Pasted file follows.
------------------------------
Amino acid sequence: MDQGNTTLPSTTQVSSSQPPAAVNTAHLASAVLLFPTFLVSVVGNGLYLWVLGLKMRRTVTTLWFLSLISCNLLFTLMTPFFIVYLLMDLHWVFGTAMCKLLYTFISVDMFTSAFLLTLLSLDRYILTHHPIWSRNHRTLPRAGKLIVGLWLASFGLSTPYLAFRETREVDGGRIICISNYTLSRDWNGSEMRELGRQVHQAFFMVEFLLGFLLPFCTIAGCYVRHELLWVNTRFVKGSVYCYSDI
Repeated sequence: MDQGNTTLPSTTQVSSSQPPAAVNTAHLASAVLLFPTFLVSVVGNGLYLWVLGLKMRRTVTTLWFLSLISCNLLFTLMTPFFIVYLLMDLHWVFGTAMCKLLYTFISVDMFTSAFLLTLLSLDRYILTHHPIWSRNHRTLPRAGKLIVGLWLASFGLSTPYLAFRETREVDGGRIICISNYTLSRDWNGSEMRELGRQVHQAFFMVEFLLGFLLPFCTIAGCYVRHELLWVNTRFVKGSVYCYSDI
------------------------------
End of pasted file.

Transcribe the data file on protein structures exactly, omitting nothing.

Amino acid sequence: MDQGNTTLPSTTQVSSSQPPAAVNTAHLASAVLLFPTFLVSVVGNGLYLWVLGLKMRRTVTTLWFLSLISCNLLFTLMTPFFIVYLLMDLHWVFGTAMCKLLYTFISVDMFTSAFLLTLLSLDRYILTHHPIWSRNHRTLPRAGKLIVGLWLASFGLSTPYLAFRETREVDGGRIICISNYTLSRDWNGSEMRELGRQVHQAFFMVEFLLGFLLPFCTIAGCYVRHELLWVNTRFVKGSVYCYSDI
Repeated sequence: MDQGNTTLPSTTQVSSSQPPAAVNTAHLASAVLLFPTFLVSVVGNGLYLWVLGLKMRRTVTTLWFLSLISCNLLFTLMTPFFIVYLLMDLHWVFGTAMCKLLYTFISVDMFTSAFLLTLLSLDRYILTHHPIWSRNHRTLPRAGKLIVGLWLASFGLSTPYLAFRETREVDGGRIICISNYTLSRDWNGSEMRELGRQVHQAFFMVEFLLGFLLPFCTIAGCYVRHELLWVNTRFVKGSVYCYSDI